The media is also saying that Bush’s appointees were incompetent regarding New Orleans. Appointees like Michael Brown (Brownie), whose preparation for heading FEMA was ten years of running an Arabian horse association -- a job he apparently got booted from, yet -- and being the assistant to his predecessor, Joe Albaugh, whose own credentials for running FEMA were that he was Bush’s college roommate and a political advisor. Or like Michael Chertoff, who, like a guy named Bybee, was nominated to be a federal judge despite his role in approval of torture, or maybe because of his role in it, and who then was made head of Homeland Security, and who, as with Bybee and Gonzalez too, was approved by a gutless and immoral Congress despite his role in approval of torture.
Permit me a brag now that, after New Orleans, everyone and his brother in the media is saying that Bush and the Administration are incompetent, now that it is being said even by the generally spineless bastards on television and, beyond that, even by conservatives. As indicated, there were precious few media people who said it earlier despite the fiasco in Iraq (a fiasco initially praised, The Times has now publicly admitted, because the embedded media became cheerleaders for the war -- as one would have to expect in the circumstances, including the circumstance that a reporter’s life depended on the troops he or she was embedded with). But this blogger said early-on in the life of this blog that Bush and his buddies were incompetent and kept repeating it and repeating it. That is the brag.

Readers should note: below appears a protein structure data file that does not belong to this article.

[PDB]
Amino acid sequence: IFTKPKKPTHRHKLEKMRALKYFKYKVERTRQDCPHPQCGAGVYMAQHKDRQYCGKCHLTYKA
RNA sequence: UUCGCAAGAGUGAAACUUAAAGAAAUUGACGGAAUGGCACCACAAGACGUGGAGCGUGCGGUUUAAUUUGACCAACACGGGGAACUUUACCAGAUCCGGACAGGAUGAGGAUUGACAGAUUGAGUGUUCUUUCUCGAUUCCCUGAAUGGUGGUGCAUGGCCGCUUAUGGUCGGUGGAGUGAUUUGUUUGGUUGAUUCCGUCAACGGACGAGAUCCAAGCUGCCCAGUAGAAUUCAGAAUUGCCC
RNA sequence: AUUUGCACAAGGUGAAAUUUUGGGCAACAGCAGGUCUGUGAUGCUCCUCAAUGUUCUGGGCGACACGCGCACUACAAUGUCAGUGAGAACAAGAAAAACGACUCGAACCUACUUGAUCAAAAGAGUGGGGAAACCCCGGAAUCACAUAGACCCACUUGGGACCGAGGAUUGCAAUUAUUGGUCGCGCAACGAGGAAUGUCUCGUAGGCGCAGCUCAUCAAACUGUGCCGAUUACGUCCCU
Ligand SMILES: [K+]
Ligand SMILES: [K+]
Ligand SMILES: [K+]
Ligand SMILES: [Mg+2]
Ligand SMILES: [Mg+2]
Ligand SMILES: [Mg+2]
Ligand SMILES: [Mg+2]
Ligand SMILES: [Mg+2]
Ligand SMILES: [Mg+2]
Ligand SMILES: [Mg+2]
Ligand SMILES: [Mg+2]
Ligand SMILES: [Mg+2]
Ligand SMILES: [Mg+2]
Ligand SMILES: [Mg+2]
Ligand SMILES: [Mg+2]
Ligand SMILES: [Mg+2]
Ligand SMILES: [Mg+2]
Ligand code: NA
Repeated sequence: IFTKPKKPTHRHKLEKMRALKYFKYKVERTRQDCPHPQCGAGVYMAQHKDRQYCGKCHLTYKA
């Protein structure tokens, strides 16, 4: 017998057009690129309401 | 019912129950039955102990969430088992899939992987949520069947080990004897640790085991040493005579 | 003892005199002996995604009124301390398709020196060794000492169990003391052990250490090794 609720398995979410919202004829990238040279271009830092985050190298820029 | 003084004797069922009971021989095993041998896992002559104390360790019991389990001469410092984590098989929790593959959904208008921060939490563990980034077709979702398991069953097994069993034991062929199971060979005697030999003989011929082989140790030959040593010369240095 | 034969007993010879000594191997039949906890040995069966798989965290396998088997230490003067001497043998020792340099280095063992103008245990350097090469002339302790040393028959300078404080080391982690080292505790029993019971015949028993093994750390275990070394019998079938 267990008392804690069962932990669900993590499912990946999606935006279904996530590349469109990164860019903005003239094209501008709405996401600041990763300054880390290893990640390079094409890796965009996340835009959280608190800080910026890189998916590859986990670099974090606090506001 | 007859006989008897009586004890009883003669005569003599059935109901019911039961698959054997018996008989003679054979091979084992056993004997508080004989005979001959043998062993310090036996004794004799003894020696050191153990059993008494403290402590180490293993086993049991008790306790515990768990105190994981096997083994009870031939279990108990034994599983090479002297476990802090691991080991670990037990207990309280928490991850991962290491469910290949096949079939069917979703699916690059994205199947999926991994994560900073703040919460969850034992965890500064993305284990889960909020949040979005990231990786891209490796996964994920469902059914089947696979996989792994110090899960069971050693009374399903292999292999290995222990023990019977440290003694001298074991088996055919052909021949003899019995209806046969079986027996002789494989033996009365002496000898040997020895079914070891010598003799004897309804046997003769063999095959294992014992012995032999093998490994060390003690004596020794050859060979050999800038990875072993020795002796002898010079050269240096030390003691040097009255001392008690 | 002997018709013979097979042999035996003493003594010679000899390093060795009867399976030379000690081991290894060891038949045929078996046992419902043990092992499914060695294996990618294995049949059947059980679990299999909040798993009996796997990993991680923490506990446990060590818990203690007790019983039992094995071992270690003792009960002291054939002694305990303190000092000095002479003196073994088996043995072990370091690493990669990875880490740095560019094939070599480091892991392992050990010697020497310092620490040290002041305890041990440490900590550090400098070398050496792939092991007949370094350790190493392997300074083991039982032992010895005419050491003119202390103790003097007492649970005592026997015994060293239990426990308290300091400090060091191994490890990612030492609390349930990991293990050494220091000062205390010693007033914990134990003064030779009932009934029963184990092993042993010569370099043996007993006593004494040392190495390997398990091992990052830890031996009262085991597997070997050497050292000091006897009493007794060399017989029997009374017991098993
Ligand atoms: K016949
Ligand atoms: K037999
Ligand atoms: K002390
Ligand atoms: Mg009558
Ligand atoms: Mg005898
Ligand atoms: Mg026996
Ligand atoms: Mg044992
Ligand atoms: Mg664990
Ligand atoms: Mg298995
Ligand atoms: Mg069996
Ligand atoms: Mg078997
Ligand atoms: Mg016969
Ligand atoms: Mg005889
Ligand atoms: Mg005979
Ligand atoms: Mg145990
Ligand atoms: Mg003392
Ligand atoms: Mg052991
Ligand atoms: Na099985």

Yet one did not have to be a genius to see the incompetence. You only had to watch -- as Yogi Berra said, "You can observe a lot just by watching."
Before telling you what could be observed here if you watched, let me first set the stage by telling a related story about Viet Nam.